Jenna Florendo, Fordham University (Gabelli)

“I can’t emphasize this enough – talk to people who are doing things you think are cool, who have the career you want. Even (perhaps especially) if you’re not sure exactly what energizes you, just reach out. Send cold emails, set up phone calls, chat up speakers after events on campus; the worst thing that can happen is they say no. The best thing that can happen is you find your calling!”
Chelsea Racelis, University of Michigan (Ross)

11) Ask Yourself the Tough Questions: “Invest your time thoughtfully. Being surrounded by so many talented and hard-working business students can be overwhelming at times: someone is always applying for a program or scholarship, participating in a case competition, receiving an award, going through interviews for a “dream job,” pursuing yet another extracurricular, etc. It’s easy for students to start comparing themselves to others and worrying about path dependency (e.g., “if I don’t accomplish [ABC], I won’t be able to do [XYZ]”).

Each time I found myself at this point, I had to remember to take a deep breath and ask myself some hard questions: “Why do you want to do [ABC] in the first place? What do you hope to achieve by investing your time here?” Doing so helped me filter through the myriad of opportunities Kelley offers to find what was right for me. Not what was right for “the perfect business student’s resume,” but what was right for a student with my strengths, my weaknesses, and my interests. Becoming intentional with my time is one of the most responsible things I could have done as a business student. When I stopped saying yes to everything and paying too much attention to what my peers were doing, I found that I drew energy from my involvements and could speak passionately about each one. At the end of the day, that type of empowerment is what made my time as an undergraduate meaningful, not any one position or job.”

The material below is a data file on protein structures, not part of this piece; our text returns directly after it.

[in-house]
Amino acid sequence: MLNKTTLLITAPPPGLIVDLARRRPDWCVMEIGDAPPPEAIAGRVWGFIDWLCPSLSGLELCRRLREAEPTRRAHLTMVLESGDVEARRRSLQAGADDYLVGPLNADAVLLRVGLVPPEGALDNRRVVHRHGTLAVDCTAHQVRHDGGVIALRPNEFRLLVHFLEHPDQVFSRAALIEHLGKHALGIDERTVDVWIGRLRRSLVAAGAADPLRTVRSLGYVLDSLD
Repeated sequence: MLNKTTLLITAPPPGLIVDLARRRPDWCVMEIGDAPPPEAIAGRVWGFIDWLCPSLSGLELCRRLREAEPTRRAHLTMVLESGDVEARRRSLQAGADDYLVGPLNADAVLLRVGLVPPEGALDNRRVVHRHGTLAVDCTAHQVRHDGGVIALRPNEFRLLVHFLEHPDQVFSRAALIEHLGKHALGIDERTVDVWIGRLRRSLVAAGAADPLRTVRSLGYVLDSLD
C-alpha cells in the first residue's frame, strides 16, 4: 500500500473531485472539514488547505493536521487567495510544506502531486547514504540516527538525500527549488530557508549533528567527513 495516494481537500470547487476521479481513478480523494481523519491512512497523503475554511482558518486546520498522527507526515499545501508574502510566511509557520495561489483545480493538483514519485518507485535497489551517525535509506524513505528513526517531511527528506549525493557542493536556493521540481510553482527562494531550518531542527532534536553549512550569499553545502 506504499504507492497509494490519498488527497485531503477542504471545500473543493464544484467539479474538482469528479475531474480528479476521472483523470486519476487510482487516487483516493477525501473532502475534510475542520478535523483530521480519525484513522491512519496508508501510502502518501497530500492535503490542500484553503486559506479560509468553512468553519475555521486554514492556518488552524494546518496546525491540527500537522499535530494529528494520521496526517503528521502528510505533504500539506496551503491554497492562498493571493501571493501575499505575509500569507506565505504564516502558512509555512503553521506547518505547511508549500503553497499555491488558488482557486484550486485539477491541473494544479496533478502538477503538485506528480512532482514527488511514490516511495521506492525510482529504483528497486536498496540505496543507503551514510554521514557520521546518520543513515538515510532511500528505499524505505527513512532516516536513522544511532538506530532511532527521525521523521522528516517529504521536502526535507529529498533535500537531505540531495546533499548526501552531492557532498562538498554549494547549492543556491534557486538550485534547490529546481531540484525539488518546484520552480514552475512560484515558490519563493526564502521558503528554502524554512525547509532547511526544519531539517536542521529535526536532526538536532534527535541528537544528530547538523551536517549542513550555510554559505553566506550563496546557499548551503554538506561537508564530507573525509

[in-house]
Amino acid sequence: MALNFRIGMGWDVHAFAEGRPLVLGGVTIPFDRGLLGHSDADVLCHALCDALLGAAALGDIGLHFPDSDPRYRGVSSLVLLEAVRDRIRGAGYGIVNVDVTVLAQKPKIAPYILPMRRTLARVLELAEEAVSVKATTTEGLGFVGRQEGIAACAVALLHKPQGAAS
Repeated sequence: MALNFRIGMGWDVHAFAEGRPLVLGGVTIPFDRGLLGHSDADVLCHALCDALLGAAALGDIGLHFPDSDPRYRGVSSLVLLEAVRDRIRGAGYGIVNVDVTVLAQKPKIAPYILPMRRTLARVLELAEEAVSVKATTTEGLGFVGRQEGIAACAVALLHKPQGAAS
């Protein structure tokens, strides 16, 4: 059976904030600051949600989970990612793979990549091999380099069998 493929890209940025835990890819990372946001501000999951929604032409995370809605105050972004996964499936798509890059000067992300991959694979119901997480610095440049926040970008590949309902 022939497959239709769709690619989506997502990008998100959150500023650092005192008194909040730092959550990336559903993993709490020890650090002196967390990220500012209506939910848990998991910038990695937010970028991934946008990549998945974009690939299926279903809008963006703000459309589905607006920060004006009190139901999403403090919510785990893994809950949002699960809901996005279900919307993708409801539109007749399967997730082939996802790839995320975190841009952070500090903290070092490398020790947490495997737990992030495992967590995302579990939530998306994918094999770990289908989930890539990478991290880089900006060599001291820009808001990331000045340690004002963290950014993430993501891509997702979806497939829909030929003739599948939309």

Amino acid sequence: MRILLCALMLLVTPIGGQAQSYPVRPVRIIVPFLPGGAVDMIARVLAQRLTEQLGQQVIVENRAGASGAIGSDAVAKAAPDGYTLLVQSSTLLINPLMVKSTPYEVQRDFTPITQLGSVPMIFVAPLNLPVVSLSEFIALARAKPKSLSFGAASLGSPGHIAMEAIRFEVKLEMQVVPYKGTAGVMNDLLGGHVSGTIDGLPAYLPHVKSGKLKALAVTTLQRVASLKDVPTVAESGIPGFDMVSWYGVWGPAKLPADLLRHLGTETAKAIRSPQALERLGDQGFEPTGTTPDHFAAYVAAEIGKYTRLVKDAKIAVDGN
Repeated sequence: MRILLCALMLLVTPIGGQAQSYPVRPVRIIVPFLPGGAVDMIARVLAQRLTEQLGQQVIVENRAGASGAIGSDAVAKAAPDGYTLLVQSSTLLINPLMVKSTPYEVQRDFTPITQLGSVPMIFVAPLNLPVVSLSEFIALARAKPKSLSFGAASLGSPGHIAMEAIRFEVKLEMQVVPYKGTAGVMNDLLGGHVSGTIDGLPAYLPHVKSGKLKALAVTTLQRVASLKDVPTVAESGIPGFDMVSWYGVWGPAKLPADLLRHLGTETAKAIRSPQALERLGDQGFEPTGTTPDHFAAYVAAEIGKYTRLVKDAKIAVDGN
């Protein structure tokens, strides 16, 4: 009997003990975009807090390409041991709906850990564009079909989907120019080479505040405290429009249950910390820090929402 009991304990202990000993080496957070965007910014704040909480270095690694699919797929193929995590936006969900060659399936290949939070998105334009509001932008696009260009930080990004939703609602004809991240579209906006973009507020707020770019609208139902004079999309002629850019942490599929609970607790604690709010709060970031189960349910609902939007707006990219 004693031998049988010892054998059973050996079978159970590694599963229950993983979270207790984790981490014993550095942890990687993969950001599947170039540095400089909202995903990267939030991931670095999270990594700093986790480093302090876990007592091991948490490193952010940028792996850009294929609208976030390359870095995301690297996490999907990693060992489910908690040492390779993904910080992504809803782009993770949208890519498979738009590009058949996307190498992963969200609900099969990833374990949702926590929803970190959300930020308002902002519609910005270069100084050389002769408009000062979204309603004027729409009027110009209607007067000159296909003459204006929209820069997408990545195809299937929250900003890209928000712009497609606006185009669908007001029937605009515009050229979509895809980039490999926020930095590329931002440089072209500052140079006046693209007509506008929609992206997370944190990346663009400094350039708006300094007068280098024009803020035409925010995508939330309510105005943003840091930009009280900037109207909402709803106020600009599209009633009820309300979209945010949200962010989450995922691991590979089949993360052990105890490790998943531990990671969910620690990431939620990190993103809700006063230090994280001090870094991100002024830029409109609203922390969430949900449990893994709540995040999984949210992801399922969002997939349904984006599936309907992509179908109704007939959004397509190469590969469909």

Simona Stancov, Indiana University (Kelley)